Prior to October 1992, Fort Dix was a government-owned installation under the jurisdiction of the U.S. Army Training and Doctrine Command. Its mission was to conduct basic combat training and advanced individual training, and to provide combat support and support to Reserve and National Guard Units (ICF Kaiser, 1997). In October 1992, the major command was shifted to Forces Command (FORSCOM). The primary mission of Fort Dix under FORSCOM was to provide command, administration, and support of the U.S. Army Garrison, Fort Dix; the New York Area Command (Fort Hamilton, Fort Totten, and the Bellmore Logistics Activity); active U.S. Army units stationed, assigned, or attached to the installation; and all tenant and satellite units (Army, 1997a and b). In October 1997, the major command was shifted to U.S. Army Reserve Command (USARC). The current mission is to provide training for reserve and national guard troops.
Fort Dix began the process of site characterization and remediation in the 1980s under the Army's installation restoration program (IRP). Through the preparation of a preliminary assessment, Fort Dix identified the following sites as potentially contaminated: the Fort Dix Sanitary Landfill, storage areas, underground storage tanks, other landfills, lagoons, impact areas, and an incinerator. Heavy metals, petroleum/oil/lubricants, and chlorinated solvents associated with these sites were detected in soil and groundwater (EPA, 1997).
At the conclusion of the preliminary assessment/site inspection process, the U.S. Environmental Protection Agency (EPA) assigns a score to the site using its Hazard Ranking System. If a site receives a score of 28.5 or higher (on a scale of 100), it is placed on the National Priorities List (NPL). The Fort Dix Sanitary Landfill received a score of 37.4; it was proposed for the NPL in September 1984 and listed in July 1987 (EPA, 1997). In addition to the investigation of the Fort Dix Sanitary Landfill, remedial investigation and feasibility studies are ongoing at several other sites at Fort Dix.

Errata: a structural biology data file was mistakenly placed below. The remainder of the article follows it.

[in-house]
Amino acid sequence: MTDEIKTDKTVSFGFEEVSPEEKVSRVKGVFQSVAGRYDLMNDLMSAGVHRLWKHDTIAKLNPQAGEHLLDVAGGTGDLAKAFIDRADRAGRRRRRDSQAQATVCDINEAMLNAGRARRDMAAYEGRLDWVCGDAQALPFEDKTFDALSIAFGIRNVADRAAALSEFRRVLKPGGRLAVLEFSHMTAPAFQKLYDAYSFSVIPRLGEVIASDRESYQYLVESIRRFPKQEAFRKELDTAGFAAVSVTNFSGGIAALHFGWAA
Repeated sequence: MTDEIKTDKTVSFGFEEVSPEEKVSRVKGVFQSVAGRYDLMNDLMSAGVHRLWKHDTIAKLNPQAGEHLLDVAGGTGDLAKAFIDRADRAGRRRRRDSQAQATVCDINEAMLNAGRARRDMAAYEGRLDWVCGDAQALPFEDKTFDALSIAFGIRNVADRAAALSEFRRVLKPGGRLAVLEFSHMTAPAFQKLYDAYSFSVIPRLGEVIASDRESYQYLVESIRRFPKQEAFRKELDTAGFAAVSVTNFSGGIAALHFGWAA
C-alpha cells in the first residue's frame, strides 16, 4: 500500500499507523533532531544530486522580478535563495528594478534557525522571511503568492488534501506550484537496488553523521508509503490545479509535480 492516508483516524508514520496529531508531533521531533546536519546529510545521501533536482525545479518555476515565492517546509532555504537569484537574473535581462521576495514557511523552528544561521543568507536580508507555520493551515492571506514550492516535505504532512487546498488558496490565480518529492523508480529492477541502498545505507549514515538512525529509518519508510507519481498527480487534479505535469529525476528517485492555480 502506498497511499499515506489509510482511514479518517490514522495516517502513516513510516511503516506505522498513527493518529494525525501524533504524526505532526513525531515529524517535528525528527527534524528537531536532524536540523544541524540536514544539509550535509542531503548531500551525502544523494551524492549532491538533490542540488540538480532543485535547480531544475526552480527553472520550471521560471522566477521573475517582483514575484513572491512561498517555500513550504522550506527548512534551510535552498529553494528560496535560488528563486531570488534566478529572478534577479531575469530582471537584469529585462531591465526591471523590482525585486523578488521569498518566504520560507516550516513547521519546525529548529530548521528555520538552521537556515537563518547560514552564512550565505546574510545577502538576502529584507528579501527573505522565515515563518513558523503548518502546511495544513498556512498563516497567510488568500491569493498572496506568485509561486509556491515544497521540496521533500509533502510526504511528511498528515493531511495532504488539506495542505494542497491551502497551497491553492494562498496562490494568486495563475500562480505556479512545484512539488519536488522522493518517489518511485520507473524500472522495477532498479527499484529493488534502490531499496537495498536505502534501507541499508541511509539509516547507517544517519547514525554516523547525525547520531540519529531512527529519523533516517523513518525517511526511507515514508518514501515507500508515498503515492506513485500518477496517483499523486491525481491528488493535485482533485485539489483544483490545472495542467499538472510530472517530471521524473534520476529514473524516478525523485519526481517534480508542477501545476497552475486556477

An explosion and fire took place in a missile silo located on Fort Dix property in 1960. This land was and is leased to McGuire Air Force Base and is referred to as the Boeing Michigan Aeronautical Research Center (BOMARC) site. Weapons-grade plutonium was released during the fire, and contamination occurred within a 218-acre portion of the Range and Training Area of Fort Dix. In 1976, the Army Surgeon General considered the BOMARC site unsafe for Army use (ATSDR, 1991). The BOMARC site is not an NPL site.
As part of the Superfund process, the Agency for Toxic Substances and Disease Registry (ATSDR) visited Fort Dix and met with the Army and county health department personnel in May 1991. In April 1998, ATSDR toured the site again and spoke with Restoration Advisory Board (RAB) members. No completed pathways of human exposure were identified during either visit.
During the 1991 site visit, ATSDR identified two potential human exposure pathways. The first pathway involves ingestion of potentially contaminated groundwater by off-post residents who use private drinking water wells that draw from the aquifer downgradient of Fort Dix. The second pathway involves dermal contact with and inhalation of radiologically-contaminated soil by Fort Dix personnel conducting training in contaminated areas near the BOMARC site (ATSDR, 1991).
Portions of Fort Dix have been designated for Base Realignment and Closure (BRAC). Under this program, several acres, predominantly in the Cantonment Area, are subject to transfer or lease under the Community Environmental Response Facilitation Act (CERFA). CERFA directs federal agencies to evaluate all BRAC property to identify uncontaminated parcels, and allows the transfer or lease of remediated parcels when the success of an approved remediation has been demonstrated. The BRAC environmental restoration program includes non-Comprehensive Environmental Response, Compensation, and Liability Act (CERCLA) substances that are not normally addressed under the IRP, including asbestos-containing material, lead-based paint, radon, unexploded ordnance (UXO) and/or ordnance fragments, and radionuclides (Woodward-Clyde, 1997a and b).
The climate in the Fort Dix region is characterized by moderate temperatures, precipitation, and wind, with an average annual temperature of 54 degrees Fahrenheit. The average annual precipitation is 44 inches, and is fairly well distributed throughout the year (ICF Kaiser, 1997).